75

What is the A-band?

dark in color; defined by presence of myosin (center of sarcomere)

There is an area of just myosin (H-band) and an area of both actin and myosin

76

What is the I-band?

light in color; defined by only actin filaments

Partially in one sarcomere and partially in the adjacent sarcomere

77

What is the H-band?

Region of the A-band that contains only myosin.

78

What is the M-band (M-line)?

Center of myosin molecule

79

What is the Z-band (Z-line)

Center of I-band; border between 2 adjacent sarcomeres

80

What is the myosin filament made of?

Myosin head

Myosin tail (light meromyosin component)

81

What is the actin filament made of?

3 proteins:
1. Actin
2. Troponin
3. Tropomyosin

82

What blocks the binding site of actin during rest (prevents connection with myosin head)?

Tropomyosin protein

83

What makes the tropomyosin molecule move out of the way so actin can form a cross-bridge with myosin head?

Calcium ions attach to the troponin molecule which moves the tropomyosin molecules out of the way, which exposes the actin molecule binding site

84

What is the titin (connectin) protein?

Largest protein in human body; found in sarcomeres; forms cytoskeletal framework for sarcomere, connecting the myosin filament to the Z-line

85

How many titin molecules surround the myosin filament?

6 (same as actin)

86

How long is the titin molecule?

Half the length of the sarcomere; connects myosin filament at M-line to the Z-line

(titin is in both A-band and I-band regions)

87

What does PEVK stand for?

Amino acids:
- Proline
- Glutamate
- Valine
- Lysine

88

What is the PEVK section?

A portion of the titin molecule located in the I-band region

89

Function of the PEVK section?

Extremely elastic and extensible; responsible for elasticity and passive tension of extended muscle/myofascial tissue

Might also be responsible for chronic muscle stiffness (adhesions between titin and myosin filament or titin and actin filaments)

90

Muscle stiffness is considered to be caused by what 2 factors?

1. Active contraction via sliding filament mechanism
2. Fascial adhesions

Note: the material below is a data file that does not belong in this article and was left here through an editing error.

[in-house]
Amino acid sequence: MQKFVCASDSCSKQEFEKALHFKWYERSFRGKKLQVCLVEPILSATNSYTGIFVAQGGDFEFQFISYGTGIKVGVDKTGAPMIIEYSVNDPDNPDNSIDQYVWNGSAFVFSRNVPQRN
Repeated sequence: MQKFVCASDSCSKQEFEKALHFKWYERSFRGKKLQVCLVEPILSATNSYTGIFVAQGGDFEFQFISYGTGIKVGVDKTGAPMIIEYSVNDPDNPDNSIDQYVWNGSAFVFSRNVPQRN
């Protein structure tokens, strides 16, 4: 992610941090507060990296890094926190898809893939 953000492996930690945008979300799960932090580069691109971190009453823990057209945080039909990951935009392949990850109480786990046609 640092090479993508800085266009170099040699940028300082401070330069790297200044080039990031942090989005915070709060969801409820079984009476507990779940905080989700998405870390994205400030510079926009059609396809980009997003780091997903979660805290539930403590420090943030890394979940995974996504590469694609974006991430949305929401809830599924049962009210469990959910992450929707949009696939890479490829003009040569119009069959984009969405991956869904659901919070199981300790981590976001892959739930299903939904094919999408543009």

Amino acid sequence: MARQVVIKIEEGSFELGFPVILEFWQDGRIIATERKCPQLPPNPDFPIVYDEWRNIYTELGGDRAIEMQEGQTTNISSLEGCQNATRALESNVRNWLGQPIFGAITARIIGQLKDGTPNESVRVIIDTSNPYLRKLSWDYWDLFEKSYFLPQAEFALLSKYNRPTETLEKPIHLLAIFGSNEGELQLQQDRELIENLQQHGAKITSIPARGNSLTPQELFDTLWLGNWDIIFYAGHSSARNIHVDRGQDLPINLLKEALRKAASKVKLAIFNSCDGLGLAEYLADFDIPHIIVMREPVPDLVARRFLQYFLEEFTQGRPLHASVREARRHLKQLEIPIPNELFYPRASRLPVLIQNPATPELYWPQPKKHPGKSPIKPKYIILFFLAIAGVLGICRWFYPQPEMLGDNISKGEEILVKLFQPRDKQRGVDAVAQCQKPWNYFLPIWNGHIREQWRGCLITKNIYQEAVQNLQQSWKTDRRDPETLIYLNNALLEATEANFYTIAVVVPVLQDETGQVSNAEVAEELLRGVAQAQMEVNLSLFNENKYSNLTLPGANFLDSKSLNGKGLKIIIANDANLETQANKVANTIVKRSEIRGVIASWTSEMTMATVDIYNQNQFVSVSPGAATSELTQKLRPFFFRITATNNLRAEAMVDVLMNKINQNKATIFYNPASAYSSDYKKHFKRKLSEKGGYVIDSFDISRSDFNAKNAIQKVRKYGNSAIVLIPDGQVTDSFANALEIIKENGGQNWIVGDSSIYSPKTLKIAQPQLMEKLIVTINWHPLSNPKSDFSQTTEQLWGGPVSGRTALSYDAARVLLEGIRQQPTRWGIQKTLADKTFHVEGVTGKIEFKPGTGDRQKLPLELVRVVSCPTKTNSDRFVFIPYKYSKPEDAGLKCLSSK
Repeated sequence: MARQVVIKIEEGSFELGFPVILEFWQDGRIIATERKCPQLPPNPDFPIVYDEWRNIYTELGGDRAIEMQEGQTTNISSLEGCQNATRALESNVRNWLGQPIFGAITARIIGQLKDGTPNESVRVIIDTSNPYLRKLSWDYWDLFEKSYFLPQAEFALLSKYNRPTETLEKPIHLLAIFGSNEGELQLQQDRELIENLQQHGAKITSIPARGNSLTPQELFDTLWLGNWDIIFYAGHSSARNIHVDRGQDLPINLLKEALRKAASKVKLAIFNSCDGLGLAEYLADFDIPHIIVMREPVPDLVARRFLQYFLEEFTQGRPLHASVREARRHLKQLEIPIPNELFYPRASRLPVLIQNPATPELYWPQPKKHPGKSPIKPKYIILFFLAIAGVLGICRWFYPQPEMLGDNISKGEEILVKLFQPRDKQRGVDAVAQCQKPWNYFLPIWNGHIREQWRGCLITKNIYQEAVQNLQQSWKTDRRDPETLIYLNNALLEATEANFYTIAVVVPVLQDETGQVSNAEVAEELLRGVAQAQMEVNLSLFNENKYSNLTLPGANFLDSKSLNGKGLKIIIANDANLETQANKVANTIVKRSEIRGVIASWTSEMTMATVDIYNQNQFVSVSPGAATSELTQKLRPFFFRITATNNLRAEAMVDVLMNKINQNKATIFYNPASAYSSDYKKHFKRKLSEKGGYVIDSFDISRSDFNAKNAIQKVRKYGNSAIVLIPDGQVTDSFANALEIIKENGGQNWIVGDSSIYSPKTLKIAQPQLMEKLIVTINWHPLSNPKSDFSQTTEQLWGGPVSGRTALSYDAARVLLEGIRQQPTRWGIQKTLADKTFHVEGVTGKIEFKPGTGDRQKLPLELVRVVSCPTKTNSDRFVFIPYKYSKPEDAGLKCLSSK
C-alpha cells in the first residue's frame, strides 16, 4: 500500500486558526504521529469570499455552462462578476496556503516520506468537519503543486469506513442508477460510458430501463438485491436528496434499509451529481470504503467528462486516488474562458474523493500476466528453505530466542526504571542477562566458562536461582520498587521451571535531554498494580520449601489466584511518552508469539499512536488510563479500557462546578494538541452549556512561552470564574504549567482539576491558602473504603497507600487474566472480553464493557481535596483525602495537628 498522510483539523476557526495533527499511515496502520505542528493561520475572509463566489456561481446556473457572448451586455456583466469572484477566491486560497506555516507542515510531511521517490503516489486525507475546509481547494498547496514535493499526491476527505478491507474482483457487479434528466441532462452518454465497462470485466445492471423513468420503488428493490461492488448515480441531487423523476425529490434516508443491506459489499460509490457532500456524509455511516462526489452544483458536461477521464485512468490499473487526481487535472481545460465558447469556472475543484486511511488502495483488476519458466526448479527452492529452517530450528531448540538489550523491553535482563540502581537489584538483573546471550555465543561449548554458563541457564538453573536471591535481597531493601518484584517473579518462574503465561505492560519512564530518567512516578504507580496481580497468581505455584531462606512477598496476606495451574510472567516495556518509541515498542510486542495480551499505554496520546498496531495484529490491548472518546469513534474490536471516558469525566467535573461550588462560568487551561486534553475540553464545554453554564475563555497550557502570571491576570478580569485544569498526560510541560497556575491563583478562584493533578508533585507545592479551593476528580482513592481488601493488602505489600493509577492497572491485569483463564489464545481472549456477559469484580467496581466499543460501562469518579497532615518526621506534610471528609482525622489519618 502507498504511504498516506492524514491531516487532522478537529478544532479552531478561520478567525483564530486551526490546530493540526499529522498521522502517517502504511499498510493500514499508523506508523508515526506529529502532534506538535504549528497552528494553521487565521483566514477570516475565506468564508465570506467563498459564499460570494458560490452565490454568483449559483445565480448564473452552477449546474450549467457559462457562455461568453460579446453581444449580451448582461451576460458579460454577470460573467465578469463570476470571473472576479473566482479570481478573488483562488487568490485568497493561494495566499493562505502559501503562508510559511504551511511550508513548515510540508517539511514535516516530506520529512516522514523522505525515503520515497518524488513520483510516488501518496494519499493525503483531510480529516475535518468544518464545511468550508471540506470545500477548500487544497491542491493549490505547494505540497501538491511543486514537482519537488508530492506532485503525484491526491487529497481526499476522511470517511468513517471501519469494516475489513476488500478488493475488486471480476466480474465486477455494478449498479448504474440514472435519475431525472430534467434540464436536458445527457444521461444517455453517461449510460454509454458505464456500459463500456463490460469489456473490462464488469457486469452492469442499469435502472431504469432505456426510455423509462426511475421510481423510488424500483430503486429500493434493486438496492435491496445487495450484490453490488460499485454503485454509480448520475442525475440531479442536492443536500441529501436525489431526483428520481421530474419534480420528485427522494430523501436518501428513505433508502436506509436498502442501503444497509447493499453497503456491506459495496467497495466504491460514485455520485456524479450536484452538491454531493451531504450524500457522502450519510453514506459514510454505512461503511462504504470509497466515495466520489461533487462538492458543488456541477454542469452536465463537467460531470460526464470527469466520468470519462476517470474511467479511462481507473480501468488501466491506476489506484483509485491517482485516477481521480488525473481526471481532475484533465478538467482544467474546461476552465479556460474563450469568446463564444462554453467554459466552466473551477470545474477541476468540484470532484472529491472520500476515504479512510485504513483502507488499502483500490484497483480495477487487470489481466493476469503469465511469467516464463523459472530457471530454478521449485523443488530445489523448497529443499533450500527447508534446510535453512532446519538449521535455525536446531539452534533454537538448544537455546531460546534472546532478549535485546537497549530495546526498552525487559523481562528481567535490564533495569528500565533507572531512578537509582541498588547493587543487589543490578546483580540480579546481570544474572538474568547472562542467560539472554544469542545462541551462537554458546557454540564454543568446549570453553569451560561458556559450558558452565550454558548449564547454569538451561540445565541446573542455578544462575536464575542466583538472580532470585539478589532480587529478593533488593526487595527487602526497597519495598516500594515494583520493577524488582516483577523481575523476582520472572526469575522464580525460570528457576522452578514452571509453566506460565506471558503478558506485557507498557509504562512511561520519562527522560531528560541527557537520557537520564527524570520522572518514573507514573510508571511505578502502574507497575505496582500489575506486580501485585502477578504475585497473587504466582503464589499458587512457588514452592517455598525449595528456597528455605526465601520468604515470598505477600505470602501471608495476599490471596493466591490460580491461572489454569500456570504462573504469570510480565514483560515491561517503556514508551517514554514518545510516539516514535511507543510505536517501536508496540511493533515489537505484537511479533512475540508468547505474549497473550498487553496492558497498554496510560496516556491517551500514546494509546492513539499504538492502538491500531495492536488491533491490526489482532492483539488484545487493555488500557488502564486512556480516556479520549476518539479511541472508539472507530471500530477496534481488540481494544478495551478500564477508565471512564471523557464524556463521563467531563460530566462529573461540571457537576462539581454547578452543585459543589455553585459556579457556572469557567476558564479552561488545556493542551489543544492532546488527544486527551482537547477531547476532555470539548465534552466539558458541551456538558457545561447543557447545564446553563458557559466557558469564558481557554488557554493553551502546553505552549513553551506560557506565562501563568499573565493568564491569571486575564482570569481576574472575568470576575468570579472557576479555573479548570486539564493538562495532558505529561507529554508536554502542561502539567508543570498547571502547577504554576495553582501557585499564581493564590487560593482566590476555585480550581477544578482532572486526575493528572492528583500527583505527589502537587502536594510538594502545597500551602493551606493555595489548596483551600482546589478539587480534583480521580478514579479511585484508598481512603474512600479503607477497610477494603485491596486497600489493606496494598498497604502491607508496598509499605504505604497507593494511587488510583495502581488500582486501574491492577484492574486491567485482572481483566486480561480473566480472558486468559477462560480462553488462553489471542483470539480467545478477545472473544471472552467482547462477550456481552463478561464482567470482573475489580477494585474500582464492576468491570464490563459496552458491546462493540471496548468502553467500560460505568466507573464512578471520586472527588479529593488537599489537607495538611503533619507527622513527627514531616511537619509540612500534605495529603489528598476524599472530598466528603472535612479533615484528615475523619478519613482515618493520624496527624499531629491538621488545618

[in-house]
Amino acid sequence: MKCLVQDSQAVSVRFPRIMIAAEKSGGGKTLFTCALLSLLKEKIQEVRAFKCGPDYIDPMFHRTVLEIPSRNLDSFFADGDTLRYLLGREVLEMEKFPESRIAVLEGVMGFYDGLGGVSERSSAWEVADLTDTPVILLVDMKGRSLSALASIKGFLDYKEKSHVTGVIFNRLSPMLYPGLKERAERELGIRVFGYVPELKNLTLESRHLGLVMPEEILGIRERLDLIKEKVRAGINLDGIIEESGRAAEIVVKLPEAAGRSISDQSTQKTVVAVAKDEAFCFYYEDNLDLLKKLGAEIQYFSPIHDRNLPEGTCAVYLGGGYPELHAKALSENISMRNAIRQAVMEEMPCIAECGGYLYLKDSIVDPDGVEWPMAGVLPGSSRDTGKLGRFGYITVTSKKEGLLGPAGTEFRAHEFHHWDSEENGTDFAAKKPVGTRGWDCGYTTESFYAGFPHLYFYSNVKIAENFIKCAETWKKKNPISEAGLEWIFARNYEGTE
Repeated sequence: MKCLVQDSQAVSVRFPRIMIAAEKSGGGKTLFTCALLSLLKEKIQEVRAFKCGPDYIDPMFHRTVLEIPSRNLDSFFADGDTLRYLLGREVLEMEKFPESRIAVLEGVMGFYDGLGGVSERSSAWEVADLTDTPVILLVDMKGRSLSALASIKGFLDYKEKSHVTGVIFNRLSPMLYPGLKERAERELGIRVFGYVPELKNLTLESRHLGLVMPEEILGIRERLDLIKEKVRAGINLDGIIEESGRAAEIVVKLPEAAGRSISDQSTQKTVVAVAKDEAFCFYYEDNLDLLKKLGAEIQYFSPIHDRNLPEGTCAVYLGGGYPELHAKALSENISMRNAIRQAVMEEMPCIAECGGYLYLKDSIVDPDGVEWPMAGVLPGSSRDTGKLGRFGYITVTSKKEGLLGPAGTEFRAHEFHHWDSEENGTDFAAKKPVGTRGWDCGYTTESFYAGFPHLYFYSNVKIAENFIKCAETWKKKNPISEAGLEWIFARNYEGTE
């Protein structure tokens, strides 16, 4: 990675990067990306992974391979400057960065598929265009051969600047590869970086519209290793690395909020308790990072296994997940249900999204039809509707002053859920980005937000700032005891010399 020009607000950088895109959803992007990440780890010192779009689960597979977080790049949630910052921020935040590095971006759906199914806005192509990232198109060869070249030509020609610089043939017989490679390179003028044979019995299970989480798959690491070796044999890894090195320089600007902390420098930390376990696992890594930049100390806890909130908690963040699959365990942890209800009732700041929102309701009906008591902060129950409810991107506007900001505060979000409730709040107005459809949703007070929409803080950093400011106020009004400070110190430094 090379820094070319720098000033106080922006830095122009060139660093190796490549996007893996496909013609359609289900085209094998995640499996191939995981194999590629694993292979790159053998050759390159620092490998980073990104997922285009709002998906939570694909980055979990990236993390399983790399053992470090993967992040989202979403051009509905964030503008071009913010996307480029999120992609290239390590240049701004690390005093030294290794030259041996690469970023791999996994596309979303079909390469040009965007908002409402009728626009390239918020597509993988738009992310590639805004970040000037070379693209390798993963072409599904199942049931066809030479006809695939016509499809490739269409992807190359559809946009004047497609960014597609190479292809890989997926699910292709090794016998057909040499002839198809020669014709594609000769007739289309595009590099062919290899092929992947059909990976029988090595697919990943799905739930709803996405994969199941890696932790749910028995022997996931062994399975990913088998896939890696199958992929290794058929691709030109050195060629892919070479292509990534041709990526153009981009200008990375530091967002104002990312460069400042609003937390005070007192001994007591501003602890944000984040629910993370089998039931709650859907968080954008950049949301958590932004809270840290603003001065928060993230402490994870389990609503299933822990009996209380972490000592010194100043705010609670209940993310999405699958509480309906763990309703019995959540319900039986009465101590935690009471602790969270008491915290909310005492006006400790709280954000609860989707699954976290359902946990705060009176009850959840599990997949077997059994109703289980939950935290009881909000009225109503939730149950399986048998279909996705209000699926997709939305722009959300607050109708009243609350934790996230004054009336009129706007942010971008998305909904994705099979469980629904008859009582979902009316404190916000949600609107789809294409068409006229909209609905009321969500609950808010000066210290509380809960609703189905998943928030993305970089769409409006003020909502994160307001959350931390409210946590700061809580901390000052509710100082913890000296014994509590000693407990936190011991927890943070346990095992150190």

91

What direction does the actin filament slide in the sarcomere?

Inward, toward the center of the sarcomere (Z-lines pulled toward M-line)

92

Can a myosin filament slide along the actin filament?

Yes - if actin filaments of 2 adjacent sarcomeres were to both shorten toward their respective centers, their common Z-line would rupture.

93

Muscles shorten in which direction?

Toward their center

94

What are red and white muscle fibers?

Red: slow-twitch fibers
White: fast-twitch fibers

95

Why are red fibers red? Why are they slow-twitch?

Rich blood supply = red

Slow-twitch because they are slow to contract from instant they receive impulse to contract

Rely on slower process of aerobic respiration

96

Why are fast-twitch fibers easily fatigued?

Rely on anaerobic metabolism (glycolysis) which only produces 2 ATP per glucose molecule

97

How long does it take a red and white fiber to reach max tension?

Red: 1/10 of a second
White: 1/20 of a second

Partially due to small red fibers having smaller-diameter motor neurons

98

Small motor units = red or white fibers?

Red

99

Large motor units = red or white fibers?

White

100

Do intermediate fibers convert and attain characteristics of red or white fibers?

both

101

What determines the ratio of red and white fibers in our bodies?

Genetics

102

Red slow-twitch fibers are also called (6):

Type I fibers
Oxidative fibers
Small fibers
Fatigue-resistant fibers
Tonic fibers
Slow oxidative fibers

103

White fast-twitch fibers are also called (6):

Type II fibers
Glycolytic fibers
Large fibers
Easily fatigued fibers
Phasic fibers
Fast glycolytic fibers

104

Deep postural stabilization muscles are often more red or white?

Red - contract slowly and do not create powerful contractions, but can hold for long periods of time

105

Superficial mobility muscles are often more red or white?

White - create fast powerful movements for short amount of time

106

What is myofascial meridian theory?

Muscles operate within continuous lines of fascia that span across the body

107

How many myofascial meridians are there?

11

108

Why is myofascial meridian theory important?

Provides understanding of synergistic patterns of contraction within the body

Explains how forces placed on body at one site can cause somewhat far-reaching effects in distant sites of the body

Tensegrity

109

Based on the meridian theory, would a tight gastrocnemius muscle be felt in the galea aponeurotica of the head?

Only if all the tissues of that particular myofascial meridian are tight (otherwise force absorbed)

110

What is tensegrity?

Relates to structural integrity and support of the body

Proper posture and balancing of the bones are largely caused by the tensile forces created by muscles within myofascial meridians that act on the skeleton